MADISON — Gov. Tony Evers today announced he has appointed two additional members to the Governor’s Pardon Advisory Board. Additionally, the governor also announced today he has granted another 33 pardons, bringing his total number of pardons granted to 449.
“Anthony Cooper and Reverend John McVicker will bring necessary and unique perspectives to the Board, and I am glad to be making these two appointments who will be assets to the pardon review process moving forward,” said Gov. Evers. “I look forward to continuing our work together to pardon those who have worked hard to move forward and make amends, including the 33 individuals I am announcing today who have received a pardon.”
Gov. Evers’ new appointees to the Pardon Advisory Board include:
- Anthony Cooper, Sr. serves as the vice president of Strategic Partnership and Reentry Services at Nehemiah Center for Urban Leadership Development. He was granted a pardon from Gov. Evers in January 2021.
- Reverend John McVicker, Sr. is the founding pastor of Christ the King Baptist Church in Milwaukee. He additionally serves as board chairman for King’s Academy Christian School, is an associate chaplain for the Milwaukee County Sheriff’s Department, is a member of Alpha Phi Alpha Fraternity Inc., a member of 100 Black Men of Greater Milwaukee, and serves as vice chair of the Board of Directors for So Sent I You.
The Governor’s Pardon Advisory Board heard from applicants virtually on Feb. 11, 2022, and applications that were selected for expedited review or recommended by the Board were forwarded to Gov. Evers for final consideration.
Gov. Evers granted pardons to the following people:
- Eddie Anthony was 17 when he refused to pull over for officers. He now works as an accountant, payroll processor, and tax specialist in Milwaukee, where he resides with his family.
- John Armstrong was 18 when he sold a small amount of fake hash to an undercover officer. In the two decades since, he has obtained a bachelor’s degree in environmental studies and has volunteered with the local fire department and several environmental groups. He resides in Mazomanie with his daughter. Both the court and the district attorney’s office supported his pardon application.
- Jack Barnum was 25 when he twice attempted to purchase a controlled substance from a confidential informant. He and his family now reside in San Antonio, Texas, where he works as an insurance agent and teaches yoga.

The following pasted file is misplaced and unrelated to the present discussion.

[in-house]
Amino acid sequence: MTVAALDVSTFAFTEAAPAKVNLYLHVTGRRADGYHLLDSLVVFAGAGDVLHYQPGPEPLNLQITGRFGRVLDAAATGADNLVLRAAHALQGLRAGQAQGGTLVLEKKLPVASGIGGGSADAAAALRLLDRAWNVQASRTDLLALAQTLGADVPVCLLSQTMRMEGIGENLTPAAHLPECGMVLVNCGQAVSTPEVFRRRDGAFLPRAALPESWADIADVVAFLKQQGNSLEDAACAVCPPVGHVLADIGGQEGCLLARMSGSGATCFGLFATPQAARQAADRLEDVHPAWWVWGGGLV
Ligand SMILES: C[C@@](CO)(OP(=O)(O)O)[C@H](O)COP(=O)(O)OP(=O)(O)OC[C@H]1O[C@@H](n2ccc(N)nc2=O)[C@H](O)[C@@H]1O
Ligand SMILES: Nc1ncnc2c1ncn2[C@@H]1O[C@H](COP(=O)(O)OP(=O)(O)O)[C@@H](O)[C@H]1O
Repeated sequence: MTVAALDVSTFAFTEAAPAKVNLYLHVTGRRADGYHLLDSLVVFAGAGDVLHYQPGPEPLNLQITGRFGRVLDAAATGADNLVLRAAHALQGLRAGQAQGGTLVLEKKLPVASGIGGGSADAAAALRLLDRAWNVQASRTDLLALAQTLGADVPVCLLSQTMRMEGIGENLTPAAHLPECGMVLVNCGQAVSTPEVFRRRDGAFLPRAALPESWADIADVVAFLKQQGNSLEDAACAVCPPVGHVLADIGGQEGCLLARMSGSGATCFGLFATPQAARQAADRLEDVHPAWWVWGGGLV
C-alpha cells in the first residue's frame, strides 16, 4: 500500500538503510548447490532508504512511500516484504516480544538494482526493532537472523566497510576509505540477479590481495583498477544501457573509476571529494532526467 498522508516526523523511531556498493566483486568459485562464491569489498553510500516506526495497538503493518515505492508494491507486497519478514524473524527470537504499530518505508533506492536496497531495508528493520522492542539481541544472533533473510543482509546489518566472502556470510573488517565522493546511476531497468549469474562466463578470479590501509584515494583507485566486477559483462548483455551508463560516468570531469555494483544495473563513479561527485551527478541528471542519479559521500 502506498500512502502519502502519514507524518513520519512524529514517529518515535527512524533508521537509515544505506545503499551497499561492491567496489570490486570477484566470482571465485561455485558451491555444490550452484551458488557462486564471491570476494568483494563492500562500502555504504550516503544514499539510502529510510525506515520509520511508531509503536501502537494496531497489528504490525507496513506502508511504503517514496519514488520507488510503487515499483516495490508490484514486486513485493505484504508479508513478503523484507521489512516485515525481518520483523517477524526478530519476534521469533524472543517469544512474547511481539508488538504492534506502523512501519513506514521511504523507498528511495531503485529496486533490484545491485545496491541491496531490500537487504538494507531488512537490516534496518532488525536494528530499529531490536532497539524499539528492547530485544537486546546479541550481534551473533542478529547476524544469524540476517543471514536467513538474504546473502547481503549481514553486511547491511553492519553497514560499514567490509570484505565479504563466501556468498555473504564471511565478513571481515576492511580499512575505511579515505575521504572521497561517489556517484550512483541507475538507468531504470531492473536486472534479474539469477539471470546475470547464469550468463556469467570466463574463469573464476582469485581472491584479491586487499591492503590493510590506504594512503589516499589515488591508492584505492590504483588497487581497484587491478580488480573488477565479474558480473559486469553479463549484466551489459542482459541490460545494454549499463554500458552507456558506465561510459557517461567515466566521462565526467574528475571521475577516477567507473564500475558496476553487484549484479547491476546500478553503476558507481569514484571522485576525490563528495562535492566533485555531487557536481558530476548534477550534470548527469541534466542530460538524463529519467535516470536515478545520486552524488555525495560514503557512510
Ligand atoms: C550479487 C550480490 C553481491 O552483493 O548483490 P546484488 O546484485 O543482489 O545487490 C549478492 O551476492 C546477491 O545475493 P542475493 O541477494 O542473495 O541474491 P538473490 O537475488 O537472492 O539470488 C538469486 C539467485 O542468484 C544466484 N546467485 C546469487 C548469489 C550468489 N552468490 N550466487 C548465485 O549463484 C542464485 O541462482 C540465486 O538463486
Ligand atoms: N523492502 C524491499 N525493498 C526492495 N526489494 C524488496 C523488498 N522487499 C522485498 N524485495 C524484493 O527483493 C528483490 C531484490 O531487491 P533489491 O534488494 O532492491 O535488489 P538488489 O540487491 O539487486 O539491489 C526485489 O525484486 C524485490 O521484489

- James Bauer was 50 when he turned to selling marijuana after the stock market crashed. He resides in Spooner with his family and has worked as a welder since his conviction.
- Kareem Bearden was in his twenties when he was caught in possession of THC and other controlled substances. He now owns his own trucking company and resides in Milwaukee.
- Katheryn Buskager was 17 when she and her friends broke into one of their parents’ homes and took money and jewelry. In the two decades since, she has earned associate, bachelor’s, and master’s degrees in business administration. Buskager and her children reside in Madison.
- Joseph Christensen was 19 when he was arrested for selling marijuana to fellow college students. He has since earned a bachelor’s degree in finance and resides in Austin, Texas, where he is the CEO and owner of a protein snack bar company.
- Michelle Christman was 26, when she drove while intoxicated and led police on a high-speed chase. Later, she was also arrested for attempted retail theft. Since her conviction, Christman has remained sober, obtained two master’s degrees to accompany her existing Ph.D. in clinical psychology, and is now a faculty member at two universities in Chicago.
- Farrah Coles was 29 when she sold a controlled substance to an undercover police officer. She now resides in Fond du Lac with her children, where she has worked with disadvantaged youth.
- Darkis Davis was 19 when he sold marijuana to undercover officers and was caught in possession of controlled substances. More than 20 years later, he and his family now live in Milwaukee, where he works as an industrial equipment sales manager.
- Jacob Dredske was 18 when he drove friends to purchase a controlled substance. He now resides in Palmyra and has maintained steady employment with a car dealership.
- Jonathan Erickson was 18 when he and some friends broke into a deer camp and stole several items. He is now a firefighter, swiftwater rescue technician, and auto mechanic in Marinette.
- Amy Espe was in her thirties and struggling with substance use when she forged a friend’s checks, took a car from a dealership, failed to report information for public assistance, and fraudulently used another’s credit card. She has since maintained sobriety and resides in Onalaska with her husband and dogs.
- Friedrich Glas was 20 when he and some friends stole a soda machine from a car racing track. He and his wife now live in Kansasville, where they own and operate a building excavation business. Glas also volunteers with his local fire department.
- Lane Glasbrenner was 31 when he physically assaulted a minor working on his dairy farm. The victim and the victim’s parents supported his pardon application, along with the court. Glasbrenner resides in Boscobel.
- Allen Holmes was 18 when he was involved with the robbery of a credit union. Three decades later, he and his family now live in Milwaukee, where he has worked on the city’s sewer repair crew for nearly two decades.